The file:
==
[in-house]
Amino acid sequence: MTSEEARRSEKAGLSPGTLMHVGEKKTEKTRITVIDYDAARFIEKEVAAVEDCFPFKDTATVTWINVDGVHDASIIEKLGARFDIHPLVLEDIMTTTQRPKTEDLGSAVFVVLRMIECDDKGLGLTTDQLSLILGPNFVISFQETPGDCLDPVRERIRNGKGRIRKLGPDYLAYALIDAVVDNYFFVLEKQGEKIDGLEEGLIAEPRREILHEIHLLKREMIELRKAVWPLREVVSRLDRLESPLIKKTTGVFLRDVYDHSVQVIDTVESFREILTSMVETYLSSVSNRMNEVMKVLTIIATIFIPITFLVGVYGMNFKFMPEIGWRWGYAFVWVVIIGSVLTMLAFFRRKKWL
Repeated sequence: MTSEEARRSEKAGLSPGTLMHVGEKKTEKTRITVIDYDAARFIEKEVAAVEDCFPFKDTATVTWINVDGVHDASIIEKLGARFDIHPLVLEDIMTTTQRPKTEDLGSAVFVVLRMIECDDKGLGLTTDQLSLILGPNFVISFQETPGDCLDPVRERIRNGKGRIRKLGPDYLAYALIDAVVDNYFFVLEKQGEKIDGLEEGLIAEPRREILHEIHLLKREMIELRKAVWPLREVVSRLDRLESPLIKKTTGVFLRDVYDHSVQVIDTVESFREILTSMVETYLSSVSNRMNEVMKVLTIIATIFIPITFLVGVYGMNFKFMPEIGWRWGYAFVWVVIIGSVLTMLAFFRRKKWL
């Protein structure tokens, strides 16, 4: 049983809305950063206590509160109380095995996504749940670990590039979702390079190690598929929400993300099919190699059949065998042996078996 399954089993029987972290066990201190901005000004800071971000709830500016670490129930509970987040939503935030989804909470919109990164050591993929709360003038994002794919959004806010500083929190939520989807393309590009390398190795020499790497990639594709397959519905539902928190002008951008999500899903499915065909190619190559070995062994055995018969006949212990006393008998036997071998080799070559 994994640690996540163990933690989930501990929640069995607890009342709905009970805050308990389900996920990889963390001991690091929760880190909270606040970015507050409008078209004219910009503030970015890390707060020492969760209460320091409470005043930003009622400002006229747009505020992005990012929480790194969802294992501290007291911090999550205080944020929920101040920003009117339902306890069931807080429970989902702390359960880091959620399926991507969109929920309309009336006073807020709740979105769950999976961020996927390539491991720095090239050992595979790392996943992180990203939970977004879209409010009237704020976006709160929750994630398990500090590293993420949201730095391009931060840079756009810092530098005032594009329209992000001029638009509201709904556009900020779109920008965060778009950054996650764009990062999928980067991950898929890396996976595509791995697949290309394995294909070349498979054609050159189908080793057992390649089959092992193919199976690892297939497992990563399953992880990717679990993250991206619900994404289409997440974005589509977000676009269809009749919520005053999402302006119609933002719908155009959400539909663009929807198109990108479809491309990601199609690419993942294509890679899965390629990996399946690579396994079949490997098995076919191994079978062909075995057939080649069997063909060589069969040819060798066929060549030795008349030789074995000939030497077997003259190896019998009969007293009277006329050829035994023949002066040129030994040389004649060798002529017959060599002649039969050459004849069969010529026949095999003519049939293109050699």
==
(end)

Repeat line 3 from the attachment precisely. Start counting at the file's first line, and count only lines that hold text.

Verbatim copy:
Repeated sequence: MTSEEARRSEKAGLSPGTLMHVGEKKTEKTRITVIDYDAARFIEKEVAAVEDCFPFKDTATVTWINVDGVHDASIIEKLGARFDIHPLVLEDIMTTTQRPKTEDLGSAVFVVLRMIECDDKGLGLTTDQLSLILGPNFVISFQETPGDCLDPVRERIRNGKGRIRKLGPDYLAYALIDAVVDNYFFVLEKQGEKIDGLEEGLIAEPRREILHEIHLLKREMIELRKAVWPLREVVSRLDRLESPLIKKTTGVFLRDVYDHSVQVIDTVESFREILTSMVETYLSSVSNRMNEVMKVLTIIATIFIPITFLVGVYGMNFKFMPEIGWRWGYAFVWVVIIGSVLTMLAFFRRKKWL